Convention is the way in which ingenuity is corralled. Doing what others expect is too often not doing what we need to do to succeed.
We conform, we try to be good people, we’re nice and wonder why our spirit battles to breathe.
It’s only when we do what we need to do and bugger what anyone thinks that we find the means to access our real potential and begin creating miracles in our lives and those of others.
I live in an old, pretty neighbourhood, most of the neighbours know each other, it’s a bit like being in a family, you don’t necessarily like everyone but you’re fated to live in close proximity, so you get on. But some of us have been lucky enough to find that within a short walk is someone whose company we really enjoy and so friendships have been formed.
I’m having lunch with one of those people on Friday and I’m sharing his story with you, which I’ve included in my latest book, Committed to Me, because it is a classic story of inspiration and how the best South Africans take situations and make them remarkable.
As we head toward elections that have many of us filled with despair consider the lessons his experience give us.
Francois is a tall, attractive man with an openness and sincerity that draws people to him. At the age of 34, he was an exceptionally successful money market trader and econometrician who lived a golden life. He’d graduated from school and university with multiple distinctions, met and married a woman who was also his best friend, had a beautiful daughter and a brilliant career.
Then, one hazy afternoon while driving home from work, his life changed. He stopped at a traffic light. His window was broken, the doors wrenched open and as he was pulled from the vehicle he sustained two deep stab wounds in his leg, severing muscles and an artery. The four attackers ran off with his cellphone, wallet with a small amount of money and his car keys, but left the car.
“It started to drizzle,” he remembers. “I collapsed on the pavement, I had chinos on and they were red. I put my legs up on the wall and made a tourniquet to try and stop the bleeding. Within thirty seconds there were thirty people around me. They were all black, very poor, very concerned individuals, and they were saying, ‘Don’t worry they won’t hurt you we are here’.”
“I phoned my office and told my boss, ‘I have been stabbed, it’s rush hour, an ambulance will fight through the traffic, I need you to fetch me’. In less than ten minutes he and another colleague arrived and drove fast to the hospital with their hazards on and going over pavements. I lay in that car and everything passed in front of me, my whole life. I am religious and a Christian and I prayed, but I also had a certain calm.”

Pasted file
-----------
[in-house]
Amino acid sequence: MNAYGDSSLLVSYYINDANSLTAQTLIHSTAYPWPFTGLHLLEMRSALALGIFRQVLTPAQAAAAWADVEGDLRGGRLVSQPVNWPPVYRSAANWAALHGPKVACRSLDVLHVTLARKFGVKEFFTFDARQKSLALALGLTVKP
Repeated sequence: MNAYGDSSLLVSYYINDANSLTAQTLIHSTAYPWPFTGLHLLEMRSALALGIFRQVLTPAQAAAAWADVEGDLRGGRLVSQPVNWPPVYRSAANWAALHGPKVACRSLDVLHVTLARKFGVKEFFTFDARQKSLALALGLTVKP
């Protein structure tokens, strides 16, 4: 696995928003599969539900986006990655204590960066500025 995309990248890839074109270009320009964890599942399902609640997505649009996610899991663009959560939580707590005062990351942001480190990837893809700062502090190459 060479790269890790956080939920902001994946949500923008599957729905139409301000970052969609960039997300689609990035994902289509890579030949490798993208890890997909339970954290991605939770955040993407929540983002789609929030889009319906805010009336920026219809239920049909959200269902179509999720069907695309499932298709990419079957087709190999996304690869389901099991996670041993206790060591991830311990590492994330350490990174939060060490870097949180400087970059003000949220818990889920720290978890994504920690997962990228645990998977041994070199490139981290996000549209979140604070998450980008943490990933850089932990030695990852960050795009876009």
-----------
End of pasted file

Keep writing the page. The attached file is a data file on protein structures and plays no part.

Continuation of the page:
Francois was in intensive care for three days then had to convalesce at home for about a month.
“I went back to work and struggled with concentration. I was on antidepressants for two months, then threw them away. The attack had a massive impact on my life and on the way I view things. I couldn’t sleep with my wife in bed because my leg was so sensitive. Sleeping on the floor is degrading yet therapeutic; I felt that this was the level to which I had been beaten down emotionally, to a hard and cold place. I saw myself as the one the family depended on. I was set on being the best guy at the office, the hardest worker, most innovative, most caring, but after the incident I felt emotionally blunt. I began questioning my focus.”
To the concern of his colleagues and some of his friends, he stopped working. His wife, supported him.
“I told my colleagues that emotionally I was unstable. One guy said, ‘Don’t get too depressed’. I said, ‘I am trawling the bottom, I am switching the lights off, I am going to hibernate. I need it’.”
“You have to make the decision to live, and you have to make it every day, make it over and over again. You have to confront your fears. I find it a very big struggle in today’s modern life to balance family, work and personal time, but I’m learning how to do it.”
He spent a lot of time with his daughter, reading or listening to audio books. “I drive into traffic so I can get stuck and listen,” he says. These days, every week he and his wife play two hours of golf before work. His marriage has become richer, more nuanced.
“I realised that the way I was going, I was going to be the guy who was going to have a heart attack on the trading floor. I needed to give myself personal time. The fact that the attackers came into the car and touched me and stabbed me violated me completely.
A hidden blessing came from the community Francois and his family moved into. He says: “In the community we moved into people are older, the trees are mature and established and there is a perception that people care. A day after we moved in a neighbour walked over and his wife baked us a cake. I said to my wife that if the only good thing that happens here is that a neighbour brings us a cake that makes moving here worthwhile.”
“We all need to feel wanted — to belong. When we moved in the person next door hadn’t mown his lawn. There was a little swing made of iron, just left there. The trees had grown through it. He looked as though he had given up on life. He is very neat but doesn’t speak and goes to work in a battered car. I and a helper cleaned up his yard, and the most wonderful thing happened. He bought a hosepipe and now waters his plants. His old post box was broken and I threw it away. He bought a new one and installed it. It’s the most beautiful post box.”
And so a man who thought he needed a miracle to live instinctively began creating miracles for others and giving them reason to live.